The nymphs (Fig. I and J) that hatch from the eggs are aquatic and breathe by the use of gills in their abdomen. The gills of the damselflies are in the form of three leaflike structures at the end of the abdomen; in dragonflies the gas exchange occurs internally as water is drawn into the abdomen. Most species have a single generation a year, with the egg or nymph overwintering. In some large dragonfly species the nymphal development time can last up to three years or more.
When the time is right, the aquatic nymph emerges from the water (depending on the species, trees, rocks, mud, any sort of vegetation, etc, might be used). The outer skin of the nymph splits along the back of the thorax and the young dragonfly emerges. Over the next few hours, various changes, such as wing spreading, take place leaving the insect very vulnerable to predation or disturbance. If all goes well, the insect will undergo its maiden flight, often a short relatively floppy flight away from the water, when both the wings and body have sufficiently hardened. The insects leave the water for a period up to a couple of weeks while they become sexually mature. During this maturation, the males of some species undergo dramatic changes in coloration.
Aerial Collecting Nets
Cameras (Still and Video)
Killing Jars With Chemicals
Dowl With Fishing Line Attached and Decoy
Waders (depending on depth of water)
Insect Display Cases
Aquatic Collecting Net (optional)
TEACHER PREPARATION AND DIRECTIONS
1) The teacher needs a suitable freshwater habitat for the class which has stable banks and no obvious hazards.
2) A few days before the lab, the teacher should scout the area out to make sure there are active adult populations exhibiting the desired behaviors. One should gather samples of the various species of dragonflies or damselflies beforehand, or show pictures of them from a field guide, so that the students are familiar with the morphological differences between the species. Depending on the prior knowledge of the students, a quick description of the three major parts of insects may be necessary. It may also be helpful to disseminate information regarding the classification of the insects in the animal kingdom, i.e. order Odontata.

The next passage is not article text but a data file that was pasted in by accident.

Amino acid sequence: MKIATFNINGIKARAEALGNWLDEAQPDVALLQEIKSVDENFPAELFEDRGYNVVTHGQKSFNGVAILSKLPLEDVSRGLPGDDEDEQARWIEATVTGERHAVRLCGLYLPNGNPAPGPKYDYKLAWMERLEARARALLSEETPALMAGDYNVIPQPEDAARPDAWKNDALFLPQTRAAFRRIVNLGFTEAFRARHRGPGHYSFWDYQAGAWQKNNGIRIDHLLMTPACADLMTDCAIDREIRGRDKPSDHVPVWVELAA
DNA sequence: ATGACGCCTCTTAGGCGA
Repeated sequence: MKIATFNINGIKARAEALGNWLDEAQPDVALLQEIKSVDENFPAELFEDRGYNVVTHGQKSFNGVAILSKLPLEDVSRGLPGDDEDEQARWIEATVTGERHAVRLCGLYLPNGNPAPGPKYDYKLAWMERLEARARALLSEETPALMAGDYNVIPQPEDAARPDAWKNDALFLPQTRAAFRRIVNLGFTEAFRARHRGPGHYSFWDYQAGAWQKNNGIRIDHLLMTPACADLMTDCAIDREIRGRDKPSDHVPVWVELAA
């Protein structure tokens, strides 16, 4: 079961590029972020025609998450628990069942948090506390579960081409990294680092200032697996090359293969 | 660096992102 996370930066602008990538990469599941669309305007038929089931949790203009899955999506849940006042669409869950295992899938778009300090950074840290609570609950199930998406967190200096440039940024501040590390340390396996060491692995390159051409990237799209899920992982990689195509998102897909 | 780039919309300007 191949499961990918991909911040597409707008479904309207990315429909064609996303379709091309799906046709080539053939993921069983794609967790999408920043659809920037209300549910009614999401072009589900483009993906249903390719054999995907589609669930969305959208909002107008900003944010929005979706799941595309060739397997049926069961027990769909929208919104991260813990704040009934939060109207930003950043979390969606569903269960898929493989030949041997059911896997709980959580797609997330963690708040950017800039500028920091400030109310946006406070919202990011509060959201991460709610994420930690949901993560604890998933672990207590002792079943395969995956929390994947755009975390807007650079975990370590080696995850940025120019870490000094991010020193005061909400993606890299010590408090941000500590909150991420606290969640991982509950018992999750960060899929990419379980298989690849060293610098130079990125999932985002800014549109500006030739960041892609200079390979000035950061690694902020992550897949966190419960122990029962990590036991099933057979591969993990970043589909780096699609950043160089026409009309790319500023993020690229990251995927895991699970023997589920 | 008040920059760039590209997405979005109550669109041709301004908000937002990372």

3) A brief description of the differences between male and female members of the order Odontata should follow, as well as a short lesson on the life cycle of dragonflies and damselflies including their territorial, mating, and ovipositional behavior. The teacher may wish to have the students formulate hypotheses regarding the evolution of the mating behavior of dragonflies and damselflies.
4) Once at the field site have students try to determine the nmber of different species. Have them pick one of the species of dragonflies or damselflies and determine if the males are territorial and/or exhibit male guarding behavior.
5) Have students locate the territory of a specific male. Next have them tie a preserved male or female specimen of the same species on the end of clear fishing line or black thread attached to a dowl and dangle in the male's territory swinging the specimen back and forth simulating flying. Have students observe the interactions. The male may try to chase off the new male intruder, attempt to mate with the female, or ignore them completely. Students can make and attach to the dowl their own odonata decoys of various sizes and colors, and observe the results. An interesting experiment is to paint a male specimen the color of a female and test the effect.